مرکزی صفحہ Journal of the Royal Asiatic Society The History of the Holy Servants of the Lord Śiva: A Translation of the Periya PurāṆam of Cēkkiḻār....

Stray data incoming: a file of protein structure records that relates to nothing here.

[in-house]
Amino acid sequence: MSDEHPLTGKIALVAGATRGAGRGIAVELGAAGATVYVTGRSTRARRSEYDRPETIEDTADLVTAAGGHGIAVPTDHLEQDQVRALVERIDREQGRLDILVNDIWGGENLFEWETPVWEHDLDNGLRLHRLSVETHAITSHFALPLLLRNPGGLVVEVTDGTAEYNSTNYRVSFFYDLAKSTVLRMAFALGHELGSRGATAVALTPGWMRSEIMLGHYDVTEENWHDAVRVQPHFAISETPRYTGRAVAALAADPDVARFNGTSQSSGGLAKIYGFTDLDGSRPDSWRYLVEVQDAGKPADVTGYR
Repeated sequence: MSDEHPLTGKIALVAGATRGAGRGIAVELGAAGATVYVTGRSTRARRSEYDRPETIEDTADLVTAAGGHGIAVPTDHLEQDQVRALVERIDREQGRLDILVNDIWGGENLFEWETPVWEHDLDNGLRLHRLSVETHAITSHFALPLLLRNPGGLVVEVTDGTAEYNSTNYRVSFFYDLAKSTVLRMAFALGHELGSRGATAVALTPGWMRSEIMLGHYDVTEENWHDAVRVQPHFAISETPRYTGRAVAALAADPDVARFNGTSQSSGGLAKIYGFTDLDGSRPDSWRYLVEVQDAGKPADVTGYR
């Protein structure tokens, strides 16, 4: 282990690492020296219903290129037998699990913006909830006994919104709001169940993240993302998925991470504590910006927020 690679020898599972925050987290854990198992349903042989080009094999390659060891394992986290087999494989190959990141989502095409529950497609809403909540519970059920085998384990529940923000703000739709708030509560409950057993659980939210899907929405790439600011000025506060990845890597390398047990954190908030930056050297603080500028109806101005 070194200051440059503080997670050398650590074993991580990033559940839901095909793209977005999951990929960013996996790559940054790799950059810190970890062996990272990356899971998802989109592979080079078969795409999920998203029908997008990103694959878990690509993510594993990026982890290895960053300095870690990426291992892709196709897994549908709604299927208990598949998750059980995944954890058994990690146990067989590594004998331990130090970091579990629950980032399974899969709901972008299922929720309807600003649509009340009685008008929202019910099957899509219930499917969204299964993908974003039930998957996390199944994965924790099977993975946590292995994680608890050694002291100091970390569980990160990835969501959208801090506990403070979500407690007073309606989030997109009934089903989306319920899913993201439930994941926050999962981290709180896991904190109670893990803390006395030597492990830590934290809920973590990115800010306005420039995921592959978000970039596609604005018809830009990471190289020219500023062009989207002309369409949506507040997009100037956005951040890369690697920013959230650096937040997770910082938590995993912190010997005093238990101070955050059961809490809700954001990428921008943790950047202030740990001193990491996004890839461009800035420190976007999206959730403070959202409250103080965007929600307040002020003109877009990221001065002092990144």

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480 Reviews of Books in Bhutan is not matched by a discussion for any other region (p. 64), nor, surprisingly, is there any discussion of the spread of internet access in the region. This sampler approach is tantalising, but it prevents the book as a whole from actually being a reference work. It is not possible, using this book, to compare communications development across the whole Himalayas; nor is it possible to discover where all the Himalayan airports are; nor is it possible to link fault formations in Nepal with those just across the border in the Indian Himalayas; nor is it possible to compare religious or ethnic distributions across the region—again, there are maps, but just for Nepal (p. 57). For a project with such a broad sweep it is perhaps unfair to niggle about the details, but there are inaccuracies. The map of Nepal’s ethnic communities apparently colours the whole NW region Newar (rather than ‘Bhotia’) even though the map immediately below classifies the same region as ‘Bhote’ (or Bhotia?) (p. 56); and the language of the discussion on p. 52 might lead the unsuspecting student to think that the only Tantric Buddhism in the Himalayas was Tibetan. The bibliography is exceedingly short for a volume that covers so many topics. In sum, this is a beautiful book which contains many maps that will in themselves be tremendously valuable references. The book as a whole, however, cannot be taken as a reference work on the region: it omits important areas, and it does not give consistent and comparable coverage in the many topics it considers. It should not be given to students without significant caveats. It is, however, the only work of its scale and scope for many years and will be a useful and enjoyable addition to any library. William Tuladhar-Douglas University of Aberdeen The History of the Holy Servants of the Lord Śiva: A Translation of the Periya Purān.am of Cēkkil2ār. By Alastair McGlashan, pp. xii, 417. Victoria, BC, Trafford Publishing, 2006. doi:10.1017/S1356186307007638 There has ; long been a need for the publication of a complete and accurate English translation of the Tamil Periya Purān.am, the “Big Purān.am” or the “Great Collection of Divine Stories.” This work, attributed to a minister of the Cōl 2a court named Cēkkilā2 r and most often dated to the middle of the twelfth century, is one of the most important texts of South Indian Śaivism and indeed of all Tamil literature. It recounts episodes in the lives of the 63 nāyan2mār, Śaiva devotees who lived between, approximately, the sixth and ninth centuries c.e. The three most celebrated nāyan2mār, Appar, Campantar, and Cuntarar, wrote poems that were later compiled as the Tēvāram, and these three are central protagonists in the Periya Purān.am. The Tēvāram and the Periya Purān.am are both included in the Tirumur 2ai, the canon of South Indian Śaiva Siddhānta. The relevance of the Periya Purān.am today is evidenced by the numerous discourses on the text that take place daily throughout Tamil-speaking India. It has been translated into English in its entirety once previously, a stilted but generally accurate and useful verse translation by T.N. Ramachandran. Ramachandran’s work was published in 1990–1995 by Tamil University Press in Thanjavur, Tamil Nadu, and thus is not easily obtainable outside of India. Now, Alastair McGlashan has competently delivered the text for the use of scholars and readers with an interest in Tamil literature and religion. That McGlashan’s work is the first English translation of this important text to be published outside of India is likely due to the enormity of this “big” (periya) text of 4,281 verses. McGlashan fittingly begins with a short, 18-page introduction that attempts to locate the work in its historical, literary, and religious context. While useful to a reader who is unfamiliar with medieval Tamil history and literature, the introduction is not a scholarly contribution to the text and its background. This is no surprise, as Reviews of Books 481 the author is not an academic but, as described on the back cover, an “Anglican priest, a Jungian analyst and a student of Tamil” who took on the task of translation as a retirement project. The introduction is largely unreferenced, and the author does not question traditional Śaiva views of the text’s authorship and date. There are some significant errors and contradictions, such as McGlashan’s statement that the Tēvāram hymns “are the earliest religious literature in any Indian language other than Sanskrit” (1). However, he goes on to mention other Tamil religious texts that predate the earliest portions of the Tēvāram, which he convincingly places in the late sixth or early seventh century c.e. (Appendix D), such as Kāraikkāl Ammaiyār’s hymns to Śiva, which he dates to the sixth century c.e. (3), and the Tirumurukārrupat.ai of Nakkı̄rar, a poem to the god Murukan2 which McGlashan dates to 250–300 c.e. (5), but which Kamil Zvelebil puts in the first half of the fifth century c.e. (Lexicon of Tamil Literature, Koln, 1994, p. 679). McGlashan’s introduction betrays his Christian background, signalled in his frequent references to Biblical passages and in his capitalisation of “God”. It also emerges in his discussion of the notorious violence of the text. Prior scholarship on the Periya Purān.am has often focussed on these violent episodes, in which devotees chop, squash, and cook a variety of family members, themselves, and their enemies to demonstrate their devotion to Śiva. McGlashan connects these violent passages with the shedding of blood for god shared by Christianity, calling these “profound and instinctual”. (17) For him, the text is a vehicle for the working of “the divine spirit” which is shared with Christianity (18). If one wonders why the Church Mission Society and the United Society for the Propagation of the Gospel would help to fund visits to India to work on the translation, the answer, perhaps, is provided by McGlashan himself, who states that he completed the book “at the lotus feet of the one Lord who rules over earth and heaven, by whatever name he is known” (x). At the same time, McGlashan tries hard to sympathise with the Śaiva Siddhānta orthodoxy, and does at times display understanding of the religious uniqueness of Śaivism. For example, his description of the nāyan2mār as ‘devotees’ rather than ‘believers’ and his concomitant discussion of an2pu (love, affection, devotion) are accurate and demonstrate a certain freedom from the Protestant bias that belief is the primary activity of religious people (6). At other times his unquestioned acceptance of traditional views is problematic, such as his designation of the non-Tamil Kalabhras as “evil rulers”, which repeats the language of Tamil purists and the precise words of the South Indian historian Nilakanta Sastri A History of South India, Fourth Edition, (Delhi, 1995), (p. 144). His attempts to place the Periya Purān.am in its literary context are revealing, more in what they do not tell us than in what they do. Here he focuses exclusively on Tamil literary history and overlooks the text’s precedents in non-Tamil literature. Indeed, he struggles to find antecedents in Tamil, correctly noting that the dominant themes of sangam literature, love and war, are largely absent in the Periya Purān.am, as are the models in which human conduct is discussed by prior ethical treatises, and the narrative models set forth by prior epic literature. What he neglects to consider here is Sanskrit Purān.ic literature, which clearly predates the composition of the Periya Purān.am and with which the Periya Purān.am shares many of its images and narrative references. However, in Appendix C he lists a number of Purān.ic stories that are found in the Periya Purān.am, indicating that he is aware of this influence. While McGlashan does recognise the Jain Sanskrit Mahāpurān.a as an influential work, he distances the Periya Purān.am from it by denying that Cēkkilā2 r based the number of nāyan2mār, 63, on the 63 saints of the Mahāpurān.a (10). In asserting the uniqueness of the text and disregarding Sanskrit literary influence, his conclusions reflect the biases of recent Śaiva Siddhānta orthodoxy. Of course, the work succeeds or fails on the quality of the translation, not on the strength or weakness of its supportive apparatus. It is here that the book is most valuable, and the sheer length of the work is impressive. The language of the translation is often clunky, however, and there are disturbing gaps in some of the verses. For example, he often does not translate metonymies for Śiva. 482 Reviews of Books Thus “he whose red feet are adorned with anklets, and his head with the waxing moon” (verse 1900, my translation); “the one who is adorned with a snake and has matted hair” (verse 1915); and “the one whose matted hair is adorned with a river” (verse 2657); all become simply “Lord Śiva” in his translation. McGlashan curtains descriptions of more prosaic things as well, such as the mansions of the city of Cı̄kāl 2i, which verse 1910 locates on “streets inlaid with grand, luminous jewels”, a phrase entirely absent in this translation. While these particular omissions might seem negligible, they do impoverish the text, and they raise doubts as to other omissions. Unfortunately, I was not able to check the Tamil text that he used for his translation, as he does not tell us which edition he employed, but of the three editions that he cites in his bibliography, one is the standard for scholars today, the Kōvai Tamil 2 Caṅkam edition edited by Ci. Kē. Cuppiraman.iya Mutaliyār, 1975. I referred to this edition, and to another (the Tirumakal. Nilaiyam edition, edited by Va. Ta. Irāmacuppiraman.iyam, 2002), and my editions do not vary in the verses I examine above. In other verses, McGlashan renders beautiful, compact verses with mechanical prose, as in verses 2162–3: “Thereupon Campantar, who was not subject to repeated births, chanted in peerless, mellifluous tones the holy Vedic scriptures without number and the ancient texts dependent on them” (190). While one could cite many such verses, just one more will suffice to make the point here, verse 244: “The devotees of the Lord came out to meet Nampi with unfeigned affection. They were so eager to exchange greetings that you could not tell whether it was he or they who were the first to make obeisance” (37). The translation is often too literal, as in verse 325: “We have granted to you as your bride the maiden Paravaiyār, and we have given instructions to that effect to our devotees” (44). At the same time, taking into account the difficulty of translating the beauty of the text and the sheer size of the task, McGlashan’s work is a significant accomplishment. Overall, the translation appears to be largely accurate, and McGlashan is to be commended on taking on such a substantial piece of work. The notes are informative, and Tamil scholars will appreciate his use of diacritics in proper names. The photographs of bronzes of the nāyan2mār and of important sites of the narrative are terrific and make the volume more attractive. A better map which locates the various temples that the nāyan2mār visited would have been helpful. The appendices are quite useful for those unfamiliar with the text, and Appendix D, a discussion of the dates of the nāyan2mār, is especially careful and clear. In sum, the translation adequately presents the narrative content and social and ethical concerns of a key text in South Indian literary and religious history, and its publication is welcome to those working on South Indian literature and religion. Richard Weiss Victoria University, New Zealand The Government of the Qin and Han Empires: 221 bce – 220 ce. By Michael Loewe. pp. xviii, 224. Indianapolis and Cambridge, Hackett, 2006. doi:10.1017/S135618630700764X This remarkable book gives an overall description of the structure and operation of government in the period of China’s first unified empire. It is written for non-specialists, in Michael Loewe’s clear and precise style, but is also a weighty contribution to the study of early China, and all scholars of the period will find it useful. There may be a few learned persons in China and Japan whose knowledge of the sources of Han history is as broad and deep as Michael Loewe’s, but in the West he is unrivalled. Over the years he has written both specialist and popular books, but he recently crowned his long career with two massive